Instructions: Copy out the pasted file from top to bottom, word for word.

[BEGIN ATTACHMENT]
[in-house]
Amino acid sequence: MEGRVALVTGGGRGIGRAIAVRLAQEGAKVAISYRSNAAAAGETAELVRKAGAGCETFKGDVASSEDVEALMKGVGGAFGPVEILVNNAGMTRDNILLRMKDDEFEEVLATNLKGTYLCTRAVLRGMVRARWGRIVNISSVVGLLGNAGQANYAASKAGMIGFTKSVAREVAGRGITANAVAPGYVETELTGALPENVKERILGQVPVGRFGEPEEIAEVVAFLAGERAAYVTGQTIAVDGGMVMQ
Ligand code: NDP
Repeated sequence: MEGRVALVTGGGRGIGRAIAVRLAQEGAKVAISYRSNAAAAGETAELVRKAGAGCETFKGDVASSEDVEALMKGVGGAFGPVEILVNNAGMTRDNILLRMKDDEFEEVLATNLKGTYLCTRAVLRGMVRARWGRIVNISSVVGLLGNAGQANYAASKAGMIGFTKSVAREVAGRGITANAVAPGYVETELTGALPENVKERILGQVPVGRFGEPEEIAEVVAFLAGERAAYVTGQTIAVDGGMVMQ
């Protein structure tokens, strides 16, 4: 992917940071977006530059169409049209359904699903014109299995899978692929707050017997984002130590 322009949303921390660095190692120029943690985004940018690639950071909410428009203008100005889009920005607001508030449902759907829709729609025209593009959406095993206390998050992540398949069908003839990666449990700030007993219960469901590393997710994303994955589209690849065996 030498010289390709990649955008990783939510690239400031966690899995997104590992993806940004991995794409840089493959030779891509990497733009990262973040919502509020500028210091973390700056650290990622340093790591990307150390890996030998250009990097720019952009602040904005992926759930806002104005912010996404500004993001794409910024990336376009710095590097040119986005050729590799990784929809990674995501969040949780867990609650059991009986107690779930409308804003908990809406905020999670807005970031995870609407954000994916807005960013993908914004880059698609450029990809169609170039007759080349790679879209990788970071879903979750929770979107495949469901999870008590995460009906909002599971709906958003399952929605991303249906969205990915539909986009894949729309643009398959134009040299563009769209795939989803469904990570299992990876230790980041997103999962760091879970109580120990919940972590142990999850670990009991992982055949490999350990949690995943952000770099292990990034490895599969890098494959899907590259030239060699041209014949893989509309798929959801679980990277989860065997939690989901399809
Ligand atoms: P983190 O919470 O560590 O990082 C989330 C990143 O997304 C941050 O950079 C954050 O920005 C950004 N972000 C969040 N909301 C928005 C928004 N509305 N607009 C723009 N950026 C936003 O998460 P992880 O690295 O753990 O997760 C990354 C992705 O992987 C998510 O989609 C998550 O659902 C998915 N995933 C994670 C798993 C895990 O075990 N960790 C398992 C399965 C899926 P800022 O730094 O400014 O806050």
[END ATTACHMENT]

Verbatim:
[in-house]
Amino acid sequence: MEGRVALVTGGGRGIGRAIAVRLAQEGAKVAISYRSNAAAAGETAELVRKAGAGCETFKGDVASSEDVEALMKGVGGAFGPVEILVNNAGMTRDNILLRMKDDEFEEVLATNLKGTYLCTRAVLRGMVRARWGRIVNISSVVGLLGNAGQANYAASKAGMIGFTKSVAREVAGRGITANAVAPGYVETELTGALPENVKERILGQVPVGRFGEPEEIAEVVAFLAGERAAYVTGQTIAVDGGMVMQ
Ligand code: NDP
Repeated sequence: MEGRVALVTGGGRGIGRAIAVRLAQEGAKVAISYRSNAAAAGETAELVRKAGAGCETFKGDVASSEDVEALMKGVGGAFGPVEILVNNAGMTRDNILLRMKDDEFEEVLATNLKGTYLCTRAVLRGMVRARWGRIVNISSVVGLLGNAGQANYAASKAGMIGFTKSVAREVAGRGITANAVAPGYVETELTGALPENVKERILGQVPVGRFGEPEEIAEVVAFLAGERAAYVTGQTIAVDGGMVMQ
């Protein structure tokens, strides 16, 4: 992917940071977006530059169409049209359904699903014109299995899978692929707050017997984002130590 322009949303921390660095190692120029943690985004940018690639950071909410428009203008100005889009920005607001508030449902759907829709729609025209593009959406095993206390998050992540398949069908003839990666449990700030007993219960469901590393997710994303994955589209690849065996 030498010289390709990649955008990783939510690239400031966690899995997104590992993806940004991995794409840089493959030779891509990497733009990262973040919502509020500028210091973390700056650290990622340093790591990307150390890996030998250009990097720019952009602040904005992926759930806002104005912010996404500004993001794409910024990336376009710095590097040119986005050729590799990784929809990674995501969040949780867990609650059991009986107690779930409308804003908990809406905020999670807005970031995870609407954000994916807005960013993908914004880059698609450029990809169609170039007759080349790679879209990788970071879903979750929770979107495949469901999870008590995460009906909002599971709906958003399952929605991303249906969205990915539909986009894949729309643009398959134009040299563009769209795939989803469904990570299992990876230790980041997103999962760091879970109580120990919940972590142990999850670990009991992982055949490999350990949690995943952000770099292990990034490895599969890098494959899907590259030239060699041209014949893989509309798929959801679980990277989860065997939690989901399809
Ligand atoms: P983190 O919470 O560590 O990082 C989330 C990143 O997304 C941050 O950079 C954050 O920005 C950004 N972000 C969040 N909301 C928005 C928004 N509305 N607009 C723009 N950026 C936003 O998460 P992880 O690295 O753990 O997760 C990354 C992705 O992987 C998510 O989609 C998550 O659902 C998915 N995933 C994670 C798993 C895990 O075990 N960790 C398992 C399965 C899926 P800022 O730094 O400014 O806050």